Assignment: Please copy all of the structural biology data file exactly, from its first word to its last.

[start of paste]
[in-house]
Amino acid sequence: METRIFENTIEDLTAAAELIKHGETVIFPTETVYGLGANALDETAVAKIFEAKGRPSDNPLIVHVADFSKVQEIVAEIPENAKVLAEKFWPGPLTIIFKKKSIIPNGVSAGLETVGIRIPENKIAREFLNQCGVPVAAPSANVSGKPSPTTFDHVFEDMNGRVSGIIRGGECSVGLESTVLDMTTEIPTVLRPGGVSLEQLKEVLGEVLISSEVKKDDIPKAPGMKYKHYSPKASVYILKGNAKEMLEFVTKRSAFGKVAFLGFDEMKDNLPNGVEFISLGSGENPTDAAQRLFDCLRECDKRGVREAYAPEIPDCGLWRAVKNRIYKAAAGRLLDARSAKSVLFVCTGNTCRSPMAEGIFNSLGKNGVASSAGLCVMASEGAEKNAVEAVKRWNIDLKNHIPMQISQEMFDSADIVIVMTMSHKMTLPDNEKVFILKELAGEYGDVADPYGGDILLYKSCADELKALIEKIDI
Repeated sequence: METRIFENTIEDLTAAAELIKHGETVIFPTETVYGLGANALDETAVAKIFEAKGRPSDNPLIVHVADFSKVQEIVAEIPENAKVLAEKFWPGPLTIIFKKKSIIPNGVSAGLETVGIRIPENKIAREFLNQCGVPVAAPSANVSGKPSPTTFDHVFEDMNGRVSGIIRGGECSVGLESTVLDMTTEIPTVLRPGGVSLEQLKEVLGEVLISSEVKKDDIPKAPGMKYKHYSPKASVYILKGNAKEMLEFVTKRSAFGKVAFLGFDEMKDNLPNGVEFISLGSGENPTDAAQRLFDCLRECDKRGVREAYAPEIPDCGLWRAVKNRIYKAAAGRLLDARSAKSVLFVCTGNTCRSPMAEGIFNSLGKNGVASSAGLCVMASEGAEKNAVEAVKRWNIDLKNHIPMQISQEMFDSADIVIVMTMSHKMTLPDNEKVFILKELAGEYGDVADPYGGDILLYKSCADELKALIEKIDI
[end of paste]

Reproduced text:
[in-house]
Amino acid sequence: METRIFENTIEDLTAAAELIKHGETVIFPTETVYGLGANALDETAVAKIFEAKGRPSDNPLIVHVADFSKVQEIVAEIPENAKVLAEKFWPGPLTIIFKKKSIIPNGVSAGLETVGIRIPENKIAREFLNQCGVPVAAPSANVSGKPSPTTFDHVFEDMNGRVSGIIRGGECSVGLESTVLDMTTEIPTVLRPGGVSLEQLKEVLGEVLISSEVKKDDIPKAPGMKYKHYSPKASVYILKGNAKEMLEFVTKRSAFGKVAFLGFDEMKDNLPNGVEFISLGSGENPTDAAQRLFDCLRECDKRGVREAYAPEIPDCGLWRAVKNRIYKAAAGRLLDARSAKSVLFVCTGNTCRSPMAEGIFNSLGKNGVASSAGLCVMASEGAEKNAVEAVKRWNIDLKNHIPMQISQEMFDSADIVIVMTMSHKMTLPDNEKVFILKELAGEYGDVADPYGGDILLYKSCADELKALIEKIDI
Repeated sequence: METRIFENTIEDLTAAAELIKHGETVIFPTETVYGLGANALDETAVAKIFEAKGRPSDNPLIVHVADFSKVQEIVAEIPENAKVLAEKFWPGPLTIIFKKKSIIPNGVSAGLETVGIRIPENKIAREFLNQCGVPVAAPSANVSGKPSPTTFDHVFEDMNGRVSGIIRGGECSVGLESTVLDMTTEIPTVLRPGGVSLEQLKEVLGEVLISSEVKKDDIPKAPGMKYKHYSPKASVYILKGNAKEMLEFVTKRSAFGKVAFLGFDEMKDNLPNGVEFISLGSGENPTDAAQRLFDCLRECDKRGVREAYAPEIPDCGLWRAVKNRIYKAAAGRLLDARSAKSVLFVCTGNTCRSPMAEGIFNSLGKNGVASSAGLCVMASEGAEKNAVEAVKRWNIDLKNHIPMQISQEMFDSADIVIVMTMSHKMTLPDNEKVFILKELAGEYGDVADPYGGDILLYKSCADELKALIEKIDI